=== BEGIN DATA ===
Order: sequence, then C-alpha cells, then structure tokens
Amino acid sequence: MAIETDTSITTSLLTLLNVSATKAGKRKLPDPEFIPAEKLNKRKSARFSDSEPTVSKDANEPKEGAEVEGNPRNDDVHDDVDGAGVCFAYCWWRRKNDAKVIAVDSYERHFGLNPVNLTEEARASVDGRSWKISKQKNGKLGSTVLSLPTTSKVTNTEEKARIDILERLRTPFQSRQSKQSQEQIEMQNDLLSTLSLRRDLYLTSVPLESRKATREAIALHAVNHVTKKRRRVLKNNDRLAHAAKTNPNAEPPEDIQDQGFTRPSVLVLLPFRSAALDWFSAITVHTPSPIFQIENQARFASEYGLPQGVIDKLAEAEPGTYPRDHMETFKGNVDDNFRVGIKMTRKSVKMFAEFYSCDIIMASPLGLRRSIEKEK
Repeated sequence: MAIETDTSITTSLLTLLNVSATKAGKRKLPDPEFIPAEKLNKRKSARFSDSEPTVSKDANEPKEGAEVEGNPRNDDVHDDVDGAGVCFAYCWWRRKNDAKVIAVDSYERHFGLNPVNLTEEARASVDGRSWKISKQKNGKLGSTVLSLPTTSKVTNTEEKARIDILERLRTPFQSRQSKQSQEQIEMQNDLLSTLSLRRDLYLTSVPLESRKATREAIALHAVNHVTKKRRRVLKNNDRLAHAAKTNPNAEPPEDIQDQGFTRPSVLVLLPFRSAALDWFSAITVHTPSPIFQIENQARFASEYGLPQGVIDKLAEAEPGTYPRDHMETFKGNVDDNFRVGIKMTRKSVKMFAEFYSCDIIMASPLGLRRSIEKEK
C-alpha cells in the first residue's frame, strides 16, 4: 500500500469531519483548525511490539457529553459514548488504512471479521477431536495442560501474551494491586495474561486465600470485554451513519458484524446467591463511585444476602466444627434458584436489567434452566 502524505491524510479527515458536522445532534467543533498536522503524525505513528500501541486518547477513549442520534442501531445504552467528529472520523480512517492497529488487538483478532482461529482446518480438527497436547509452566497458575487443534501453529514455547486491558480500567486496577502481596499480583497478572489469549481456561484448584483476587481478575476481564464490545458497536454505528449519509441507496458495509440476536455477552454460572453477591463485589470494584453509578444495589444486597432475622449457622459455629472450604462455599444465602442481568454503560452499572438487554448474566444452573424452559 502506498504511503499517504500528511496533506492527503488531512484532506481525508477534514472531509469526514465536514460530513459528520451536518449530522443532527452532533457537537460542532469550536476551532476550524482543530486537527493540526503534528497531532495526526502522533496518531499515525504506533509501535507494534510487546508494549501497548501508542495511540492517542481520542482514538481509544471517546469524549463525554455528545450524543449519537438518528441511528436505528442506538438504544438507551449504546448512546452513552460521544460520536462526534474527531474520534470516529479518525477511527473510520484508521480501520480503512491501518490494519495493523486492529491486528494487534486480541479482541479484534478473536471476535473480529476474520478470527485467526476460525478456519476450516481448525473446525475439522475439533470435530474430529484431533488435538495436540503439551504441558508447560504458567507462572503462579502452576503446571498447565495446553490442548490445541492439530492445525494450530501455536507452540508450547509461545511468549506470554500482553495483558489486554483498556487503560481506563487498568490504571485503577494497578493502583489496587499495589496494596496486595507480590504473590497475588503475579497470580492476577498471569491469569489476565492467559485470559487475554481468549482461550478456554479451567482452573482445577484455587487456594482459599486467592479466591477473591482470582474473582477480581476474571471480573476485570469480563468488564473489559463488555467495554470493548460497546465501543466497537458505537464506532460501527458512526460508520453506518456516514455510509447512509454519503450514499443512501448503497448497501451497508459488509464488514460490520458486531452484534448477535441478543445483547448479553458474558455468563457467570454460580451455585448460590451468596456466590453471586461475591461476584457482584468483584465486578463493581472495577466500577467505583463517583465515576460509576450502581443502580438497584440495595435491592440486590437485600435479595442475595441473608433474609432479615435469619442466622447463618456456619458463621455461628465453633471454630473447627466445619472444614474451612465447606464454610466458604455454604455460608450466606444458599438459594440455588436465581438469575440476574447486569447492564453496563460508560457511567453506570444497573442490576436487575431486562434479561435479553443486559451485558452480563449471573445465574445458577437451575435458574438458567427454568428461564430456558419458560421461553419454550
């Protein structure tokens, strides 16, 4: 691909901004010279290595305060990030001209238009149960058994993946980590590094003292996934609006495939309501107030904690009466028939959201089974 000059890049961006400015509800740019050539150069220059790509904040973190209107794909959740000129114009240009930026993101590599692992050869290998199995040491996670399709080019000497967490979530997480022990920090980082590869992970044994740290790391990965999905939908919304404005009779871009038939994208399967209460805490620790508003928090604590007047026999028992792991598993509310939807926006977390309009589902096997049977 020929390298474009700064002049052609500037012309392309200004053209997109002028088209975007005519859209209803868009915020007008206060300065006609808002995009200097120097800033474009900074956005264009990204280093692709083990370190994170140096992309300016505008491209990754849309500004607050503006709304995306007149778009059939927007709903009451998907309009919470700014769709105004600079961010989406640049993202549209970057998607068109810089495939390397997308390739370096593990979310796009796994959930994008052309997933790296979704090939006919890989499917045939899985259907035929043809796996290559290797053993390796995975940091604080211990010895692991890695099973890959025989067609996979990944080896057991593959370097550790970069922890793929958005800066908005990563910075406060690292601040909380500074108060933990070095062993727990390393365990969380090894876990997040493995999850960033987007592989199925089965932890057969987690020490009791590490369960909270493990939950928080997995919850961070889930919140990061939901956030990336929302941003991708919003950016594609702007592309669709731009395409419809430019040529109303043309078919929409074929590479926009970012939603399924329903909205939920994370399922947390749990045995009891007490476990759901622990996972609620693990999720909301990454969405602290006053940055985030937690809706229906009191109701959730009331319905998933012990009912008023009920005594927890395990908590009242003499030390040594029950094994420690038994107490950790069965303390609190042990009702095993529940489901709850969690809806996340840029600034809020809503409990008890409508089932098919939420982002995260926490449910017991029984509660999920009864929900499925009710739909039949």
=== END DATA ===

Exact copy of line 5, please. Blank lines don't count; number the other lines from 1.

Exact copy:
């Protein structure tokens, strides 16, 4: 691909901004010279290595305060990030001209238009149960058994993946980590590094003292996934609006495939309501107030904690009466028939959201089974 000059890049961006400015509800740019050539150069220059790509904040973190209107794909959740000129114009240009930026993101590599692992050869290998199995040491996670399709080019000497967490979530997480022990920090980082590869992970044994740290790391990965999905939908919304404005009779871009038939994208399967209460805490620790508003928090604590007047026999028992792991598993509310939807926006977390309009589902096997049977 020929390298474009700064002049052609500037012309392309200004053209997109002028088209975007005519859209209803868009915020007008206060300065006609808002995009200097120097800033474009900074956005264009990204280093692709083990370190994170140096992309300016505008491209990754849309500004607050503006709304995306007149778009059939927007709903009451998907309009919470700014769709105004600079961010989406640049993202549209970057998607068109810089495939390397997308390739370096593990979310796009796994959930994008052309997933790296979704090939006919890989499917045939899985259907035929043809796996290559290797053993390796995975940091604080211990010895692991890695099973890959025989067609996979990944080896057991593959370097550790970069922890793929958005800066908005990563910075406060690292601040909380500074108060933990070095062993727990390393365990969380090894876990997040493995999850960033987007592989199925089965932890057969987690020490009791590490369960909270493990939950928080997995919850961070889930919140990061939901956030990336929302941003991708919003950016594609702007592309669709731009395409419809430019040529109303043309078919929409074929590479926009970012939603399924329903909205939920994370399922947390749990045995009891007490476990759901622990996972609620693990999720909301990454969405602290006053940055985030937690809706229906009191109701959730009331319905998933012990009912008023009920005594927890395990908590009242003499030390040594029950094994420690038994107490950790069965303390609190042990009702095993529940489901709850969690809806996340840029600034809020809503409990008890409508089932098919939420982002995260926490449910017991029984509660999920009864929900499925009710739909039949």